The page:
TQ: What's next?
Evie: I’m working on the next book in the Shattered Kingdoms series, Fortune’s Blight. It picks up right where Blood’s Pride ends, and opens up an even wider world for us to explore.
TQ: Thank you for joining us at The Qwillery.
Evie: Thank you so much for letting me stop by!
About Blood's Pride
Shattered Kingdoms 1
Tor Books, February 19, 2013
Hardcover and eBook, 528 pages
Rising from their sea-torn ships like vengeful, pale phantoms, the Norlanders laid waste to the Shadar under cover of darkness. They forced the once-peaceful fisher folk into slavery and forged an alliance with their former trading partners, the desert-dwelling Nomas tribe, cutting off any hope of salvation.
Now, two decades after the invasion, a rebellion gathers strength in the dark corridors of the city. A small faction of Shadari have hired the Mongrel, an infamous mercenary, to aid their fledgling uprising—but with her own shadowy ties to the region, she is a frighteningly volatile ally. Has she really come to lead a revolution, or for a more sinister purpose all her own?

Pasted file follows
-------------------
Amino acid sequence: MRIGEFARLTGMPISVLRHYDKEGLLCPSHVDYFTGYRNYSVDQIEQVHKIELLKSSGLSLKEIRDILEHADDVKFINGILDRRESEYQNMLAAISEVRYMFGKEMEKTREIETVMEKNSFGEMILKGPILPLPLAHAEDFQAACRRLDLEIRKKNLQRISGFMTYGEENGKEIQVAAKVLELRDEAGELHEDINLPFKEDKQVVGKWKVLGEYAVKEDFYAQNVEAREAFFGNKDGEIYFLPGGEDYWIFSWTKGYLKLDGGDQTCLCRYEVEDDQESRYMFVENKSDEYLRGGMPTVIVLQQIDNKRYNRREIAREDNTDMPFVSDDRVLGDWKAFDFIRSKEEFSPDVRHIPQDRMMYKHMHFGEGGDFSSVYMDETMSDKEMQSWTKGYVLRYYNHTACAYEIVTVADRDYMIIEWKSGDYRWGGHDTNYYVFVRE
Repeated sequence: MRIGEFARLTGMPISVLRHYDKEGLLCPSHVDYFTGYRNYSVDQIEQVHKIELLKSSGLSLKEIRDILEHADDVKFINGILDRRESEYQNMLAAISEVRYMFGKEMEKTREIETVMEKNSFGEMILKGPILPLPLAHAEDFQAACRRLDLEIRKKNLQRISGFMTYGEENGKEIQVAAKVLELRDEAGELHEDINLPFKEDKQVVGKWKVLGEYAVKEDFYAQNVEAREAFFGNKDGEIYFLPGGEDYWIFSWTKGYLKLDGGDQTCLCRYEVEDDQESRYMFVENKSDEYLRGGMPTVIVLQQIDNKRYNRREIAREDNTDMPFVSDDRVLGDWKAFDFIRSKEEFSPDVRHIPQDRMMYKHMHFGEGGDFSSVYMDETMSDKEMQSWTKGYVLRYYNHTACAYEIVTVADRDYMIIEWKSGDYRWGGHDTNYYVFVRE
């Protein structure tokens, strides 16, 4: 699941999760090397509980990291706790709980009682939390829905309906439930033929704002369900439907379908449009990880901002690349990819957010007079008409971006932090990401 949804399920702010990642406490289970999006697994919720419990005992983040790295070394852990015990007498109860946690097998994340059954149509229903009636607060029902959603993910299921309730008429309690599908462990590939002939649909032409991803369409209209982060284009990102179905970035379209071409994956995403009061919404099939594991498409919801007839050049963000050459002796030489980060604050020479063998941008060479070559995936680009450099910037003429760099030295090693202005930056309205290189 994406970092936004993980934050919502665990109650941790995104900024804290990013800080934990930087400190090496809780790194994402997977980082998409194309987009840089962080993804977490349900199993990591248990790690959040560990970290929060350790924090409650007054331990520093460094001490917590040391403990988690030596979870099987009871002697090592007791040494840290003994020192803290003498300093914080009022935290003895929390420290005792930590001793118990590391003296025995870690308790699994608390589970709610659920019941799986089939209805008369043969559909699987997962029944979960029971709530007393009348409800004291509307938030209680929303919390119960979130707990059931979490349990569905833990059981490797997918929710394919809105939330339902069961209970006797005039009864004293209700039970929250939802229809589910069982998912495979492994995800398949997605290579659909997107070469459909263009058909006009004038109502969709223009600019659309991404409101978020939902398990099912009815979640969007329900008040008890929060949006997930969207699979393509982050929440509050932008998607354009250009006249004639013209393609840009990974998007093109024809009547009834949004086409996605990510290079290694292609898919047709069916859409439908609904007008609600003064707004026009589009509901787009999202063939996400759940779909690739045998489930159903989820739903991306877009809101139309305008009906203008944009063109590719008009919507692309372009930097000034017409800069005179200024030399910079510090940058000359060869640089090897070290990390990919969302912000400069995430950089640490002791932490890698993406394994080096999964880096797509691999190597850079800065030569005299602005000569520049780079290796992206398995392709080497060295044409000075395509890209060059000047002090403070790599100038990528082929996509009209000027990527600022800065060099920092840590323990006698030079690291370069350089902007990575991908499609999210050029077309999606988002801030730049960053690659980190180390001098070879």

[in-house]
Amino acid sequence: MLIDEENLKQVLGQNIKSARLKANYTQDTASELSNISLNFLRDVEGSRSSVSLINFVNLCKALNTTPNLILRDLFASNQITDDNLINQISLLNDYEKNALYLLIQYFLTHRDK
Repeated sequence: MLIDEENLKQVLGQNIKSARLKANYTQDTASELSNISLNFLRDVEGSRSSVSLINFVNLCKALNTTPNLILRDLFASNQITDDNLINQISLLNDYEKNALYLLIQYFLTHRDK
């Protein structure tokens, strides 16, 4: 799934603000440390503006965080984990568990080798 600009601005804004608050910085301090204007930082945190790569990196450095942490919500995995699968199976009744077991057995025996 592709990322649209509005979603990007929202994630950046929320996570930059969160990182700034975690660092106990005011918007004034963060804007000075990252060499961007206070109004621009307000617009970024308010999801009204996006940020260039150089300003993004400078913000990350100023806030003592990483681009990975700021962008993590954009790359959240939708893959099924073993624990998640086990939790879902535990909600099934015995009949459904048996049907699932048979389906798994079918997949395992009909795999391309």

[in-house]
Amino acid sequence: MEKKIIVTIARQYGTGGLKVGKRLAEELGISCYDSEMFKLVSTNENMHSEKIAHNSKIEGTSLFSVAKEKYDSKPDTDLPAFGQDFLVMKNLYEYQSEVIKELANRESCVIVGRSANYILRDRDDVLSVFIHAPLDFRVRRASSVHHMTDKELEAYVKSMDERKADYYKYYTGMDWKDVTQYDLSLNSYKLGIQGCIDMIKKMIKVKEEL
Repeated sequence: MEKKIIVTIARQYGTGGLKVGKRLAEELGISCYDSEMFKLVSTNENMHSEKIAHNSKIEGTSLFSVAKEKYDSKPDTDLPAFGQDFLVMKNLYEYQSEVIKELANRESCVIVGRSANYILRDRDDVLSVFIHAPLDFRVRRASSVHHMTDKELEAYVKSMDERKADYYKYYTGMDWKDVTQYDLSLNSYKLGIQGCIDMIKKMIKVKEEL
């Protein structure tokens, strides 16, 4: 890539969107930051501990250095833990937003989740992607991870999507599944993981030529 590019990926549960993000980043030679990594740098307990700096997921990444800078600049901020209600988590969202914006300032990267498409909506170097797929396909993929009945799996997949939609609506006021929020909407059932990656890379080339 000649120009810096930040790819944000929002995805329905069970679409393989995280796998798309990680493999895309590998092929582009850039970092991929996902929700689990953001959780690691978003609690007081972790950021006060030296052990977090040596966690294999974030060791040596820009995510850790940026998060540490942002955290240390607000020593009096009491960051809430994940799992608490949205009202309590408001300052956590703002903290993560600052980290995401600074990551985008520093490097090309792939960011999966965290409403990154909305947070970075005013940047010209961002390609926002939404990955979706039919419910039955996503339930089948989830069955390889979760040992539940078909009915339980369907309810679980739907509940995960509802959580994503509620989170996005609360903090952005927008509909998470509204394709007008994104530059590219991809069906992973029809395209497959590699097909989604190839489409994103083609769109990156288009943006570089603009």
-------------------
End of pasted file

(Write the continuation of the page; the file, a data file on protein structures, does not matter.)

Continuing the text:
This thrilling new epic fantasy is set in a quasi-Medieval Mediterranean region, drawing together the warrior culture of Vikings, the wanderlust of desert nomads, and the oracles of ancient Greece. Evie Manieri's Blood's Pride is an intricate, lush fantasy novel full of taut action, gut-wrenching betrayal, and soaring romance.
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What: One commenter will a hardcover copy of Blood's Pride (Shattered Kingdoms 1) from The Qwillery.
How: Answer The Qwillery's Question:
One of your favorite novels with a strong female main character or characters?